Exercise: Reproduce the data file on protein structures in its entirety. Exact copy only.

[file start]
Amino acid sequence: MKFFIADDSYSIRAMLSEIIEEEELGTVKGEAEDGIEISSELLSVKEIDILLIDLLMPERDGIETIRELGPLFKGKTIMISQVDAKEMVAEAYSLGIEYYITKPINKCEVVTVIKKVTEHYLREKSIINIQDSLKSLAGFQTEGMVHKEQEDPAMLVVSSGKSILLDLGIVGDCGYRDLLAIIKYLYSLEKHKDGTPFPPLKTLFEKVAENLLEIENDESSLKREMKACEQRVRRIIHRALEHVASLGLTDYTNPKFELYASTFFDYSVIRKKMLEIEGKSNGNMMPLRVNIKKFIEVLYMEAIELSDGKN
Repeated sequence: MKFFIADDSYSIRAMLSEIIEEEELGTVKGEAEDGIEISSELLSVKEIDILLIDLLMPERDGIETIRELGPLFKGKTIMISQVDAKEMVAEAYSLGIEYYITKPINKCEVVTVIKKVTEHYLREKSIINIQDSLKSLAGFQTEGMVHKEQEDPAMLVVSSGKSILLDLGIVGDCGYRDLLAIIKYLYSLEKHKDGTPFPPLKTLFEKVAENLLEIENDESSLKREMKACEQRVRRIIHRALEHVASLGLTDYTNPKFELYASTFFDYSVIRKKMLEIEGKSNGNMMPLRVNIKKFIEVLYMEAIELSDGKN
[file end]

Amino acid sequence: MKFFIADDSYSIRAMLSEIIEEEELGTVKGEAEDGIEISSELLSVKEIDILLIDLLMPERDGIETIRELGPLFKGKTIMISQVDAKEMVAEAYSLGIEYYITKPINKCEVVTVIKKVTEHYLREKSIINIQDSLKSLAGFQTEGMVHKEQEDPAMLVVSSGKSILLDLGIVGDCGYRDLLAIIKYLYSLEKHKDGTPFPPLKTLFEKVAENLLEIENDESSLKREMKACEQRVRRIIHRALEHVASLGLTDYTNPKFELYASTFFDYSVIRKKMLEIEGKSNGNMMPLRVNIKKFIEVLYMEAIELSDGKN
Repeated sequence: MKFFIADDSYSIRAMLSEIIEEEELGTVKGEAEDGIEISSELLSVKEIDILLIDLLMPERDGIETIRELGPLFKGKTIMISQVDAKEMVAEAYSLGIEYYITKPINKCEVVTVIKKVTEHYLREKSIINIQDSLKSLAGFQTEGMVHKEQEDPAMLVVSSGKSILLDLGIVGDCGYRDLLAIIKYLYSLEKHKDGTPFPPLKTLFEKVAENLLEIENDESSLKREMKACEQRVRRIIHRALEHVASLGLTDYTNPKFELYASTFFDYSVIRKKMLEIEGKSNGNMMPLRVNIKKFIEVLYMEAIELSDGKN